Your knees are shaking.
You cover your eyes and are breathing fast.
It’s clear that you feel afraid.
When we think of fear, our first reaction is probably a negative one. After all, who wants to be afraid? Why would we want to feel weak and helpless, or endangered?
But a healthy amount of fear is good for us.
It keeps us from walking right across a busy street, warns us against touching hot stoves, gives us clear judgment in a scary situation, and prepares us for the worst possible outcome. In sum, fear does a lot of work to keep us safe. That churning-stomach feeling might be unpleasant, but it could also be a gut instinct steering us away from harm.
But a lot of fear can also become a bad thing.
If there’s too much of it, it can work against its usual function. Instead of motivating us forward, it paralyzes us.
Children are especially known for their fear, such as in the form of nightmares. They’re new to the world — it’s an unfamiliar place. For parents of children, this can be worrying. How much of your child’s fear is normal, and how much is cause for concern?
This article from Moms.com gives a helpful rundown of what to expect from your child. There are many forms of fear that are normal for kids of certain ages. For example, it’s common for your school-aged kid to feel nervous to start at a new school.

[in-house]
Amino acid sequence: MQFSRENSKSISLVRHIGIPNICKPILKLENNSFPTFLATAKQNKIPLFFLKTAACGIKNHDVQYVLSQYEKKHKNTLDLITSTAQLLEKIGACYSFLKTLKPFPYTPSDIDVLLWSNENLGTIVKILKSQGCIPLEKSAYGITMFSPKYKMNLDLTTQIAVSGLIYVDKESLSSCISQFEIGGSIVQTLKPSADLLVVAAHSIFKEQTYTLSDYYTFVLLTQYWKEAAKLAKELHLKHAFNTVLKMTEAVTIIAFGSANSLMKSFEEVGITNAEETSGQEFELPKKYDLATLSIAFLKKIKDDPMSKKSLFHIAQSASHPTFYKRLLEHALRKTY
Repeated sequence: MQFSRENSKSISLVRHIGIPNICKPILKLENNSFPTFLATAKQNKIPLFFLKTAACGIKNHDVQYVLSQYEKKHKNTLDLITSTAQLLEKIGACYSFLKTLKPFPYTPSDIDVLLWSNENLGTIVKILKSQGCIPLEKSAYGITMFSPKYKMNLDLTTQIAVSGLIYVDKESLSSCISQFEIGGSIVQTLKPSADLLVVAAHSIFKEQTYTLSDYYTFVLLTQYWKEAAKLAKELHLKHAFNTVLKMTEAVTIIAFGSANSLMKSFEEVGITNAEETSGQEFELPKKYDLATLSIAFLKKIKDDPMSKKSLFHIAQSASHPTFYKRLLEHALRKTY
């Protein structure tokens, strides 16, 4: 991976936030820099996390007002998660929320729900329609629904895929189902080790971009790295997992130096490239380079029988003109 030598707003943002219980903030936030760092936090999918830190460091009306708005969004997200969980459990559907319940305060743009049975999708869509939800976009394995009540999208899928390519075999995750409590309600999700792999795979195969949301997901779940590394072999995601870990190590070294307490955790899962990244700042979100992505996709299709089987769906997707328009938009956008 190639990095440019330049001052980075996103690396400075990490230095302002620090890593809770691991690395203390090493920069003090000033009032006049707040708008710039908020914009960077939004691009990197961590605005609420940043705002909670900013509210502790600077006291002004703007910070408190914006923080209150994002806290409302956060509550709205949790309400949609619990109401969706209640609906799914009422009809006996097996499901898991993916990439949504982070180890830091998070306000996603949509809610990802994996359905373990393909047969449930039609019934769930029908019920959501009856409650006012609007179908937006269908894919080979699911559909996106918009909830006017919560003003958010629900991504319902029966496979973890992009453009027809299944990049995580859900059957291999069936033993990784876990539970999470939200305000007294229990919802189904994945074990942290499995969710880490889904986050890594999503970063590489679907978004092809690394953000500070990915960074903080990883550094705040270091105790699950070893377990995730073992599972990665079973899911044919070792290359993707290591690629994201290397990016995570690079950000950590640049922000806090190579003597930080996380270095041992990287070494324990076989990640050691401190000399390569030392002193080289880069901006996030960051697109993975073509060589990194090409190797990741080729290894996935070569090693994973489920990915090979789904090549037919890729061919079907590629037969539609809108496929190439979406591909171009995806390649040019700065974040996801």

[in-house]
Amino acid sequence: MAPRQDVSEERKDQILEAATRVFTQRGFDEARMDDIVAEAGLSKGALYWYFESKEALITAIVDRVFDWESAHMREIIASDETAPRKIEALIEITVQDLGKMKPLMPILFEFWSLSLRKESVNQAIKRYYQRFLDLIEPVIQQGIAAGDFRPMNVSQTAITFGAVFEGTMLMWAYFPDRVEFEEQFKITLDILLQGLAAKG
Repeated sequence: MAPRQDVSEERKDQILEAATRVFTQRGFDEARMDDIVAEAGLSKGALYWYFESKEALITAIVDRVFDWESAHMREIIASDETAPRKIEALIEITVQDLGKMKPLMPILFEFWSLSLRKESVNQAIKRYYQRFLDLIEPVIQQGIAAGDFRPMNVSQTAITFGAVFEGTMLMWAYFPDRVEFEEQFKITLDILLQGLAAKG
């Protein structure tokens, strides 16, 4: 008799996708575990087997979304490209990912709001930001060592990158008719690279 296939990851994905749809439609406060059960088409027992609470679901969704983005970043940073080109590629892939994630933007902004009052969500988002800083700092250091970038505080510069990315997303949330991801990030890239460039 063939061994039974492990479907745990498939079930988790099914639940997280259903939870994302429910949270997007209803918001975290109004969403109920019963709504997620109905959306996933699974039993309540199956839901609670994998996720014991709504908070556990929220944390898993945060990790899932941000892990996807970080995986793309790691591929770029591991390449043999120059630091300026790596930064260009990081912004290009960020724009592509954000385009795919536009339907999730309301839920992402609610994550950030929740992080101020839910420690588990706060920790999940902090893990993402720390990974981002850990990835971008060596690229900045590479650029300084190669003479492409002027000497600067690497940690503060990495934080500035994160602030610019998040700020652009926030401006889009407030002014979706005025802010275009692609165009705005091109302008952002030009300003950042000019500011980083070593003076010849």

But how can you tell if the fear is detrimental?
The article outlines two telltale signs: the child is either going out of her way to avoid that fear, or breaking down in distress. Avoidance looks like refusing to go anywhere, or do anything, where that fear could be involved. For example, maybe your child won’t go anywhere near pools because she’s scared of sharks. Distress might look like a tantrum — the child screams and cries.
This shows that the anxiety has started to affect your child’s thoughts and actions. It’s preventing them from living their life freely and happily.
With support, as your child grows, he can overcome these anxieties or phobias. There are many different anxiety disorders, so it’s important to get the help that’s right for your particular child. Your child is feeling this way for a reason, and that’s valid. But fear doesn’t have to have the last word.
Refer to this site for information on the impact of chronic fear.
What things is your child afraid of, and how do they communicate that fear?
By Laila Alexander (Regular Guest Blogger)